Journal of Bone and Mineral Metabolism

, Volume 27, Issue 4, pp 502–506 | Cite as

Standard multivitamin supplementation does not improve vitamin D insufficiency after burns

  • Gordon L. Klein
  • David N. Herndon
  • Tai C. Chen
  • Gabriela Kulp
  • Michael F. Holick
Original Article

Abstract

Children suffering severe burns develop progressive vitamin D deficiency because of inability of burned skin to produce normal quantities of vitamin D3 and lack of vitamin D supplementation on discharge. Our study was designed to determine whether a daily supplement of a standard multivitamin tablet containing vitamin D2 400 IU (10 μg) for 6 months would raise serum levels of 25-hydroxyvitamin D [25(OH)D] to normal. We recruited eight burned children, ages 5–18, whose families were deemed reliable by the research staff. These children were given a daily multivitamin tablet in the hospital for 3 months in the presence of a member of the research staff and then given the remainder at home. At 6 months, the subjects returned for measurements of serum levels of 25(OH)D,1,25-dihydroxyvitamin D [1,25(OH)2D], intact parathyroid hormone (iPTH), Ca, P, albumin, and total protein as well as bone mass by dual energy X-ray absorptiometry. Serum 25(OH)D levels were compared to a group of seven age-matched burned children studied at an earlier date without the vitamin supplement but with the same method of determination of 25(OH)D at 6 months post-burn. In addition, the chewable vitamins were analyzed for vitamin D2 content by high performance liquid chromatography. Serum concentration of 25(OH)D was 21 ± 11(SD) ng/ml (sufficient range 30–100) with only one of the eight children having a value in the sufficient range. In comparison, the unsupplemented burn patients had mean serum 25(OH)D level of 16 ± 7, P = 0.33 versus supplemented. Serum levels of 1,25(OH)2D, iPTH, Ca, P, albumin, and total protein were all normal in the supplemented group. Vitamin D2 content of the chewable tablets after being saponified and extracted was 460 ± 20 IU. Bone mineral content of the total body and lumbar spine, as well as lumbar spine bone density, failed to increase as expected in the supplemented group. No correlations were found between serum 25(OH)D levels and age, length of stay, percent body surface area burn or third-degree burn. Supplementation of burned children with a standard multivitamin tablet stated to contain 400 IU of vitamin D2 failed to correct the vitamin D insufficiency.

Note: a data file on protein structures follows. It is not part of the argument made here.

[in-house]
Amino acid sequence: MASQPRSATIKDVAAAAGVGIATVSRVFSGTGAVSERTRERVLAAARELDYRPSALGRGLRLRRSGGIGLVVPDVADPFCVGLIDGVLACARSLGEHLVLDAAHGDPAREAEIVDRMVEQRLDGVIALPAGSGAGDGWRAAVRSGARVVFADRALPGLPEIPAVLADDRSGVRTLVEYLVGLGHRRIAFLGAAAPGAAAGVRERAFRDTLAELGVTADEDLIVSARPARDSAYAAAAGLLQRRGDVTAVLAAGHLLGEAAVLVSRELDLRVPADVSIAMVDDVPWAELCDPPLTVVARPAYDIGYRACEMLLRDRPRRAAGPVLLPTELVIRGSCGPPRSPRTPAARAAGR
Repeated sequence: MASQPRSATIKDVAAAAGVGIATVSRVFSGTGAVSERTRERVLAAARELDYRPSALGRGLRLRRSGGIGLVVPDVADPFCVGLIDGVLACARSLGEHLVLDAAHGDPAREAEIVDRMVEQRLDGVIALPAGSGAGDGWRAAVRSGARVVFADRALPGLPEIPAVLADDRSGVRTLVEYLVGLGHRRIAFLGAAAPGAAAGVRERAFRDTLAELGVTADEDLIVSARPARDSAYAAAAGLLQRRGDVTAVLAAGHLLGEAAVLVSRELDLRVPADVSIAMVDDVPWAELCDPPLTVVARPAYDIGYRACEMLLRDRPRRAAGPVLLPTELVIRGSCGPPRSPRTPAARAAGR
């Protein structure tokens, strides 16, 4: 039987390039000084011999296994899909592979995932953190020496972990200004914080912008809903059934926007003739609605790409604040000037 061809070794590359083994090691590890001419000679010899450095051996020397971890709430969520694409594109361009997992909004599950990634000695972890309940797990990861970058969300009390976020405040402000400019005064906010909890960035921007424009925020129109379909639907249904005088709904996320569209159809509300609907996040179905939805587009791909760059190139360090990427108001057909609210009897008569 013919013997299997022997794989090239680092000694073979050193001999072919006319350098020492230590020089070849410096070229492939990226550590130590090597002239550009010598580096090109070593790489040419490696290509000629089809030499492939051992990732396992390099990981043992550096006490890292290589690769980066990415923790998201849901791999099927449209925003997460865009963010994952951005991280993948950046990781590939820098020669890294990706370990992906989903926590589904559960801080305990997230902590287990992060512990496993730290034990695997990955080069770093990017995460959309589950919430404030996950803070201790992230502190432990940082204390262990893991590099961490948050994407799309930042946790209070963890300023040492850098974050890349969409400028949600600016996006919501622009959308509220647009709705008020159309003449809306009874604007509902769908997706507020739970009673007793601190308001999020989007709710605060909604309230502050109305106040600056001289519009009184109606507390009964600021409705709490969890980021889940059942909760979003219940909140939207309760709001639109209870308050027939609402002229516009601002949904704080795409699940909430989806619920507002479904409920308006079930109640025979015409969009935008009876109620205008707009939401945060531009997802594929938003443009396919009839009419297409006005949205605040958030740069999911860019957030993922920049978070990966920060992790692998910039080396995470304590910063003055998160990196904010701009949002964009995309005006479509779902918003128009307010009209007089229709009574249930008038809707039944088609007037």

Keywords

Vitamin D insufficiency Burns Children 25-hydroxyvitamin D 

References

  1. 1.
    Klein GL, Bi LX, Sherrard DJ, Beavan SR, Ireland D, Compston JE, Williams WG, Herndon DN (2004) Evidence supporting a role of glucocorticoids in short-term bone loss in burned children. Osteoporos Int 15:468–474PubMedCrossRefGoogle Scholar
  2. 2.
    Klein GL, Nicolai M, Langman CB, Cuneo BF, Sailer DE, Herndon DN (1997) Dysregulation of calcium homeostasis following severe burn injury in children: possible role of magnesium depletion. J Pediatr 131:246–251PubMedCrossRefGoogle Scholar
  3. 3.
    Murphey ED, Chattopadhyay N, Bai M, Kifor O, Harper D, Traber DL, Hawkins HK, Brown EM, Klein GL (2000) Up-regulation of the parathyroid calcium-sensing receptor after burn injury in sheep: a potential contributory factor to post-burn hypocalcemia. Crit Care Med 28:3885–3890PubMedCrossRefGoogle Scholar
  4. 4.
    Klein GL, Chen TC, Holick MF, Langman CB, Price H, Celis MM, Herndon DN (2004) Synthesis of vitamin D in skin after burns. Lancet 363:291–292PubMedCrossRefGoogle Scholar